Is it a Date, or Just a Hook Up?

Posted by Amber Kelleher on Jan 15, 2014 7:55:00 AM

kelleher courtship blogIn many ways, the incredible technology that has come into our lives in the last ten years has changed our culture for the better and much improved our lives. Unfortunately for single people looking for love, some of our

technologies have actually changed the way we interact with people for the worse. Many years ago, a "date" was defined by a gentleman asking a lady, either by phone or in person, if he may take her out. Generally, this implied he was going to treat her to a nice time with dinner, a movie or other activities.

Nowadays, it seems like women in their twenties or early thirties are lucky if the guy they are seeing asks to take them out somewhere, rather than simply shooting a quick text message inviting them to tag along wherever he's going. It is incredibly common now for two people to communicate only through text or instant message and have their "dates" consist of hooking up and hanging out rather than going on dates with one another, and this is a very worrying trend.

An article in the New York Times last year reported that "Dating culture has evolved to a cycle of text messages, each one requiring the code-breaking skills of a cold war spy to interpret." The article cited an example from a man in his late-twenties that said, "I don't like to take girls out. I like to have them join in on what I'm doing - going to an event, a concert." Further evidence of this lazy dating trend can be seen in popular culture as well. Shows like Girls, a HBO TV drama about people in their mid-twenties trying to sort out life, showcases the way in which communicative technology (texting, instant messaging, social media and online dating) drives a dumbed down version of dating and in the end lowers the quality of relationships. Yet, this does not mean that chivalry and courtship are dead. There are still plenty of ways to reintroduce these valuable ideals into your dating life.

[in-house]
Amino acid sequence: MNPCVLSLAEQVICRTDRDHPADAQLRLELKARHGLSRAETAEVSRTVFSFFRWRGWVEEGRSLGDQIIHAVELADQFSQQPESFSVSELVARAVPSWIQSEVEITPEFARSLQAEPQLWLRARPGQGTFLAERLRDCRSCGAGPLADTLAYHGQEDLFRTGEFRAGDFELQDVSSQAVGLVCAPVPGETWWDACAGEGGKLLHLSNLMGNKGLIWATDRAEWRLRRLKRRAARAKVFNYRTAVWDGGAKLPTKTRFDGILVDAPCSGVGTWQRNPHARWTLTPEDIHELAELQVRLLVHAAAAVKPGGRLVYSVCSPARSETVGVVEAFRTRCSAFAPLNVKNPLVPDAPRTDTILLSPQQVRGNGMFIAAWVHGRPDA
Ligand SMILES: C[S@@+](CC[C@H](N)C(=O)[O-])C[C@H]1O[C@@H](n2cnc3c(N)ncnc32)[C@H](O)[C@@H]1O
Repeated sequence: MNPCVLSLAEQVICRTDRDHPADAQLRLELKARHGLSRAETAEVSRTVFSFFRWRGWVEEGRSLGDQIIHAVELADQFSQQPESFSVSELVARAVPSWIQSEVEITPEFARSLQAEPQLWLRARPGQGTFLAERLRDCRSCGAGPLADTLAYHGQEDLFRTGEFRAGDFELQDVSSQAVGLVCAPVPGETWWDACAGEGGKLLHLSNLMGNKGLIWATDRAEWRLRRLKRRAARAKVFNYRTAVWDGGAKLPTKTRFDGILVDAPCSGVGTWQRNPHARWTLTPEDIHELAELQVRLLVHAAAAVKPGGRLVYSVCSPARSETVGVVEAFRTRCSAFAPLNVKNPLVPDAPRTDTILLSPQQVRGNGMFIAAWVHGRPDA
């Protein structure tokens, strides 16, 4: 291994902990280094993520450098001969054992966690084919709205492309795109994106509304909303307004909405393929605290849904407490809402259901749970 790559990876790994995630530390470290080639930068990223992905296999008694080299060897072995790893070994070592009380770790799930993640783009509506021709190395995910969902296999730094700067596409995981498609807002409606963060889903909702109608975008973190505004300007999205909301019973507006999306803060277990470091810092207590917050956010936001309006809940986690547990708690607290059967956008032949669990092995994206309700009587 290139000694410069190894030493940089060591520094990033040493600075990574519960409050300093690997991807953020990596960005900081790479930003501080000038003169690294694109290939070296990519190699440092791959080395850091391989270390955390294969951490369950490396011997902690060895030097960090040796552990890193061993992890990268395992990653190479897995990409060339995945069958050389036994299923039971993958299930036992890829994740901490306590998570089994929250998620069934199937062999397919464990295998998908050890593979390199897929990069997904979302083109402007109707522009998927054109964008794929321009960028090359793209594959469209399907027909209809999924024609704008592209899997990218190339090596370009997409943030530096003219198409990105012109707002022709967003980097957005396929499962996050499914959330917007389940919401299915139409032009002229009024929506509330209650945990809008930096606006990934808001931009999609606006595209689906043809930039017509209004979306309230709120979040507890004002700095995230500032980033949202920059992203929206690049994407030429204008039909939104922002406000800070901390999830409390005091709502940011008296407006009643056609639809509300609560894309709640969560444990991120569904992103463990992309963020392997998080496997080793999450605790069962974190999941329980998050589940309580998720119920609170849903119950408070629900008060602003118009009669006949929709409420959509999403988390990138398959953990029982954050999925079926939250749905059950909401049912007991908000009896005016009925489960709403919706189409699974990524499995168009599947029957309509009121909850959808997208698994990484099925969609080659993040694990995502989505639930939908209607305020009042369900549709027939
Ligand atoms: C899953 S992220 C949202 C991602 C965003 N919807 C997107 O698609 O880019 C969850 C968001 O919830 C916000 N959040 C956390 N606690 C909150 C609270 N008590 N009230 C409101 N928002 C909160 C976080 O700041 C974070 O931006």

First, talk to your prospective significant other in person or on the phone. Picking up the phone or actually seeing someone requires courage, strategy and a personal investment. Communication through text or online messaging removes the need for charm and planning, and replaces it with anonymity and a lack of care. This is not to say that you should avoid these forms of communication in your love life, but rather that they should be secondary to face-to-face conversations and never used when discussing important topics.

Second, go on planned dates. If he sends her a text at 11pm inviting her to come over for Netflix, a frozen pizza and a hook up, this is a booty call, not an adequate substitute for a date where he plans to take her out to dinner and a movie. Dates require a plan, not just a spur-of-the-moment thing. Netflix and frozen pizza make for an enjoyable night in and can benefit the relationship when used in moderation, but too many of these spontaneous occasions indicate that the relationship is stale, unambitious and most likely going nowhere. Planned dates don't always require a large budget. Many younger couples choose cheaper options, such as happy hours or matinees. The point of a planned date is to show the other person your level of commitment and care.

Finally, be true to yourself. Do not get involved in a relationship with a person that you feel is not in sync with you regarding your level of commitment. If you want a guy that plans dates and acts like a gentleman, don't settle for the one who persists in inviting you over to hang out with his buddies late at night and refuses to take you out because he has other priorities. That guy is not for you. If he really wants you, he has to put in some effort, and the same is true in reverse.


Topics: Dating

Whether you are a new client flying off to Paris for your first match or have been happily married for more than twenty years, Kelleher International wants to be your resource to make your journey of love wildly fulfilling, exciting, dynamic, and deeply passionate.

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